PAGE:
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There’s No Cure for Gretchen Lowe: Dignity Is No Accident(s)

Another Excerpt From There's No Cure for Gretchen Lowe a novelThere was a remarkable lack of public debate in San Francisco — or anywhere else — on Adult Diaper Dispensation (ADD). All costs were loudly underwritten by The Dignity Foundation, a charitable body dedicated to community development, medical research, K-12 education, and, now, small businesses hit by the “squat-by defecation” of serial defecants.

Would you like a TDF annual report? We have one for you right here. It makes no mention of our corporate sibling and sponsor, a disposable paper-goods manufacturer that is aging out of infant goods into a more mature market. Our Dignity Initiative public information campaign takes a broad-based social education approach to bring the public up to speed on what we can do — together — through top-level messaging in high-traffic spaces with framing that deploys innocuous word-play rather that blunt fear.
This top-level messaging was visible to all who cared to look out the car window at the blinking billboard near the off-ramp at Duboce. Dignity Is No Accident(s).
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There’s No Cure for Gretchen Lowe: The List of Lives That Suck

“I’m not really looking to change, Mom.”

“Your life could be easier if you didn’t have muscular dystrophy. What I would have given for this Genetic Reparative Therapy when you were little.”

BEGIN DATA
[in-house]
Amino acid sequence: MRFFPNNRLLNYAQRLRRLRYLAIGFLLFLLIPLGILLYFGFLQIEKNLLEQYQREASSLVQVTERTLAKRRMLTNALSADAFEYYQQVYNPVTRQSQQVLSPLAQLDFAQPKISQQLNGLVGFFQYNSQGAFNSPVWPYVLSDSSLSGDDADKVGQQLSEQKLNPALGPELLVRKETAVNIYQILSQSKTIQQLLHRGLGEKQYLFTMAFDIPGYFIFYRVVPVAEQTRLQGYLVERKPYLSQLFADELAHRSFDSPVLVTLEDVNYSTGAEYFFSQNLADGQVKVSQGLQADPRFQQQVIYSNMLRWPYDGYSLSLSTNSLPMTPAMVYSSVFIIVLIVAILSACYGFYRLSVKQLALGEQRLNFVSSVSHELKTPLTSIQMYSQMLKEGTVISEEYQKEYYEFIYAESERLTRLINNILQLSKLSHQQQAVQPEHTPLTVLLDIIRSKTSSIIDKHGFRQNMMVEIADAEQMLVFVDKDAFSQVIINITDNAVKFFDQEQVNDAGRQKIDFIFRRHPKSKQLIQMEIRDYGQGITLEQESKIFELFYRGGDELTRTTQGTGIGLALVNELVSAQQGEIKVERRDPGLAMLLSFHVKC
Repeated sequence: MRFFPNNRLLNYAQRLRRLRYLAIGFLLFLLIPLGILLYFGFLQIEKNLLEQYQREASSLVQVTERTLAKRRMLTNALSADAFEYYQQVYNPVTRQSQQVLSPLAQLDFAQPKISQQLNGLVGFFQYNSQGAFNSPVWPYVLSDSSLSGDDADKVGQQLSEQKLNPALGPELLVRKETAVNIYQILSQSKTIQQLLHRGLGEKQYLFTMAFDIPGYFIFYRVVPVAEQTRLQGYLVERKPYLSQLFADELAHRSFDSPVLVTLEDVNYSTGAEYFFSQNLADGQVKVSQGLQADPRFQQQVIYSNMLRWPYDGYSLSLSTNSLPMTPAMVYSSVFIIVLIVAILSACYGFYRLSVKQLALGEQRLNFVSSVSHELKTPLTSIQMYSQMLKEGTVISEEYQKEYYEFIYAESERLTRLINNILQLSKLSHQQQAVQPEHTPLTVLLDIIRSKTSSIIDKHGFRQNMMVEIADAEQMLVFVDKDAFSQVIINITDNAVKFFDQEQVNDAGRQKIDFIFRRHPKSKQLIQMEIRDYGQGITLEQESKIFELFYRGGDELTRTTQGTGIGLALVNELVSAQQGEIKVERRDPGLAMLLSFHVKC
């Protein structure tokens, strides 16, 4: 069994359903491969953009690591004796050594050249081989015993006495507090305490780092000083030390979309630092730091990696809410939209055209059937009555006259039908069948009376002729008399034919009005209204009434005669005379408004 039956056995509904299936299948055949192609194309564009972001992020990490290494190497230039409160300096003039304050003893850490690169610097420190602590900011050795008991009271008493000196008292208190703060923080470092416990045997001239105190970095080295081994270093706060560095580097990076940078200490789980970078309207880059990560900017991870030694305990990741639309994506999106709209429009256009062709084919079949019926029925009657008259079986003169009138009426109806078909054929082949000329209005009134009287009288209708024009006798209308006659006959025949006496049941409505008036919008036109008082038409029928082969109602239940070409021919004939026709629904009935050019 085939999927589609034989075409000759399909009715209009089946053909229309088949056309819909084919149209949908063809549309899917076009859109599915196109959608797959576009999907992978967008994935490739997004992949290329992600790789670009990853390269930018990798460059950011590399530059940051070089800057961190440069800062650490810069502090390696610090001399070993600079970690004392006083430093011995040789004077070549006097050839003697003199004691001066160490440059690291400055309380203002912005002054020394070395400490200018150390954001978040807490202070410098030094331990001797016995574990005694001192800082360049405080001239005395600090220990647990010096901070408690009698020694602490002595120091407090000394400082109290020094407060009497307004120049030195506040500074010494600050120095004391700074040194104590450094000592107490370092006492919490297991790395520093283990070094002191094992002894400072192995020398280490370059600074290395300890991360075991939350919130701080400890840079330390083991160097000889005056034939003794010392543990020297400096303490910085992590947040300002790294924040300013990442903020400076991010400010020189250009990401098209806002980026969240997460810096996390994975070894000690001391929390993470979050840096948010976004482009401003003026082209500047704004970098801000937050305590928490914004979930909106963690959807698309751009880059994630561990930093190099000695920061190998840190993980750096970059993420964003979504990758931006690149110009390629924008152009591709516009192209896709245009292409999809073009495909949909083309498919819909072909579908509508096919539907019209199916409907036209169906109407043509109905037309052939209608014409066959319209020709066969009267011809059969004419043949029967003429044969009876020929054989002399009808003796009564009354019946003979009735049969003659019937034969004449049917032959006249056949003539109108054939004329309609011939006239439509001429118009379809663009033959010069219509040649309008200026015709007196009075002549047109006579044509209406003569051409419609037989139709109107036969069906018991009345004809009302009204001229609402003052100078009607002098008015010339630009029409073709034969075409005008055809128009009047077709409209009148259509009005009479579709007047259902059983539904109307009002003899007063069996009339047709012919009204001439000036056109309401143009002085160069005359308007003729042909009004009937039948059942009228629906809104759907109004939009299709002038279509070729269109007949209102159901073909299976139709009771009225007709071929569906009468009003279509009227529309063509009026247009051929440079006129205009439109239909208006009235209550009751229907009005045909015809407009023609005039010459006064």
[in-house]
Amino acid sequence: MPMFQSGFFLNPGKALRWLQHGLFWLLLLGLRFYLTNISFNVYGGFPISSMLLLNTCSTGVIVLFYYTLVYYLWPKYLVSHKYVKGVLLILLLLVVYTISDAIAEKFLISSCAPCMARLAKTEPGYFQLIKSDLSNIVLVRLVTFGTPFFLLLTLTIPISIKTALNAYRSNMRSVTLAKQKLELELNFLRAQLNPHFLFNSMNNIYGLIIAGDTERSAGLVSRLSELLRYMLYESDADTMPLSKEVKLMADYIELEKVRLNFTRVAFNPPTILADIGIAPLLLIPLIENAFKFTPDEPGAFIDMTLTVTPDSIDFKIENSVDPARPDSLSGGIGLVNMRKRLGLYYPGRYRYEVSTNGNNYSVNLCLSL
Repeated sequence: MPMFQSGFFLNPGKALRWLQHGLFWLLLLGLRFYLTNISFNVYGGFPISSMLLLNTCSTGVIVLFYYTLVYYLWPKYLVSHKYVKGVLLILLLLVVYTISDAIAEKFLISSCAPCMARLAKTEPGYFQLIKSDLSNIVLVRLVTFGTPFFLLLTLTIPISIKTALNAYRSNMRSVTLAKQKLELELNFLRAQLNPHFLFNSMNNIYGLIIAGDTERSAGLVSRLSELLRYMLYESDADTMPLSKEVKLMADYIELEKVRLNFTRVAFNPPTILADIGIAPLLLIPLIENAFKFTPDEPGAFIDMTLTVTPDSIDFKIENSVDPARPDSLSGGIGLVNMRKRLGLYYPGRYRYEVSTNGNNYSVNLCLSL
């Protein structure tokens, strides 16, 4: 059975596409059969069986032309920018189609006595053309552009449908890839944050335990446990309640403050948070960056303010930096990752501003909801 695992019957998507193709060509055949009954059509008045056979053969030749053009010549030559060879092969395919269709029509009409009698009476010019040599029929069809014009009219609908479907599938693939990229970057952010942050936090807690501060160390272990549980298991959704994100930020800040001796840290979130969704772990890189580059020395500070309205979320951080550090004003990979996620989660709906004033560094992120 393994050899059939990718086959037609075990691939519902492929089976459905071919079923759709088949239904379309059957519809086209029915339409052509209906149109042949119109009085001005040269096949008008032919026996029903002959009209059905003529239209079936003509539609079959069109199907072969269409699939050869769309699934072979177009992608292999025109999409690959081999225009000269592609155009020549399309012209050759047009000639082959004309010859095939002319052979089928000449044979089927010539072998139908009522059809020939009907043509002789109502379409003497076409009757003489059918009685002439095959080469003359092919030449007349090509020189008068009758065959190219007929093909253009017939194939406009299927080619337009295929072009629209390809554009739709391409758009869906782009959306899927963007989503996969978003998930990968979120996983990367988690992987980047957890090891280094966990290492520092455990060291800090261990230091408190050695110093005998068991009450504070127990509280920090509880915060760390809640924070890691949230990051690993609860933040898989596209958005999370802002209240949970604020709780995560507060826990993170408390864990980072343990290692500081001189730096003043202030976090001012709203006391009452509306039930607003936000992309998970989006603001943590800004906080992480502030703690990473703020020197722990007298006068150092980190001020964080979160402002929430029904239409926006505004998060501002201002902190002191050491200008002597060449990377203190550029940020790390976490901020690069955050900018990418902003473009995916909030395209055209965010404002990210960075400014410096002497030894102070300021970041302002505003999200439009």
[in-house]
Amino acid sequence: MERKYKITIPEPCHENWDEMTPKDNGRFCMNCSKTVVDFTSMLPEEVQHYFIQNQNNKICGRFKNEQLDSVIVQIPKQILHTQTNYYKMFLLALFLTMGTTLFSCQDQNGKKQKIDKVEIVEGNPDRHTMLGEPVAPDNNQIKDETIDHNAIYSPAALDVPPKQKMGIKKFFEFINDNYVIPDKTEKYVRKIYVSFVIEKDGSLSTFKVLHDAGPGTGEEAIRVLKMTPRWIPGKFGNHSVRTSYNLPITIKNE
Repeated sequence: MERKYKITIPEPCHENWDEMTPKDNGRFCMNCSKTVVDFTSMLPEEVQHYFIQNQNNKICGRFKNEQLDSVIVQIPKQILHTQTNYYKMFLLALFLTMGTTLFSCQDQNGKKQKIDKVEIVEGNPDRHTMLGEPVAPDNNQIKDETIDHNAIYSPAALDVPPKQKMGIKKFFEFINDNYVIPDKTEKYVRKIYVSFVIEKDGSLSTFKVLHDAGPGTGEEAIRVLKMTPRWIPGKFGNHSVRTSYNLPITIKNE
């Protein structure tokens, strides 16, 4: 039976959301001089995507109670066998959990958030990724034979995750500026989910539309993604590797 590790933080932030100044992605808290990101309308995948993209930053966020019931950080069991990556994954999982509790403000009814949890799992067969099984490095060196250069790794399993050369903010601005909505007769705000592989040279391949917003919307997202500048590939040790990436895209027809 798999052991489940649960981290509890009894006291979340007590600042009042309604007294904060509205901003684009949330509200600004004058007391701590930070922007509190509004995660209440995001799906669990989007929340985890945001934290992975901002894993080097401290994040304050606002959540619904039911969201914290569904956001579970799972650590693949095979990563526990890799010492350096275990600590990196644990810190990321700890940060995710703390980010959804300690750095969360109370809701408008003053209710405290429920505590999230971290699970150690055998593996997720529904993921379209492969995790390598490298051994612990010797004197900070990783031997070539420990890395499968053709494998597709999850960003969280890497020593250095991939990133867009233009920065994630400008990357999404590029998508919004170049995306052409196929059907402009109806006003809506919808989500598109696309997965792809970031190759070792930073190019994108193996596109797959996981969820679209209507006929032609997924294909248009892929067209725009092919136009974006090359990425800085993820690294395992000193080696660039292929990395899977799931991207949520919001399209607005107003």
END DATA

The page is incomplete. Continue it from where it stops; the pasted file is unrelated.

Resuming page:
Gretchen poured water in the coffee maker. “Yeah, I’m well aware that there’s a list out there of Lives That Suck and — of course! — my name is on it.”

Alice continued. “I can’t believe you would even consider not being part of this study.”

“Well, jeez, Mom, I have to consider not doing it.” Gretchen leaned against the counter. The machine hissed and steamed. “Remember when they wanted to fix my foot and didn’t mention they’d be removing half of it? Good thing we pressed for details on that one.”
Silence.
“I have to live with the results of this experiment – I will be the result of this experiment. And I gotta tell you – just because something can be done is not necessarily a good enough reason to do it.”

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TryHarder™ Magazine: Ableism Speaks

TryHarder™ Magazine: The Magazine for People Who Need to Try Harder, 2 cents

Issue No. 1: Ableism Speaks 

In which The Crip gives very special ableist remarks the 2¢ they deserve


“If you’ve got your health, you’ve got everything.” 

2 cents symbolSure, health is important but if you’ve always lived with a chronic condition and/or a progressively degenerative one like I have, hearing this most common of platitudes leads to a waxy bummer build-up in the psyche. It is no pleasure to ponder the possibility that you regard me as having…nothing.  Nor do I want to reprise my role on Emotional Labor: Special Cripple Unit where I tell myself you don’t actually mean that. I would prefer instead that people express gratitude for what health they have (I know health is a nice thing!) without making such a sweeping generalization about what a good quality of life requires.

Did You Know?

A disability does not necessarily mean “sick.” Unless you mean, “sick of discrimination.” Then — oh yeah#CripTips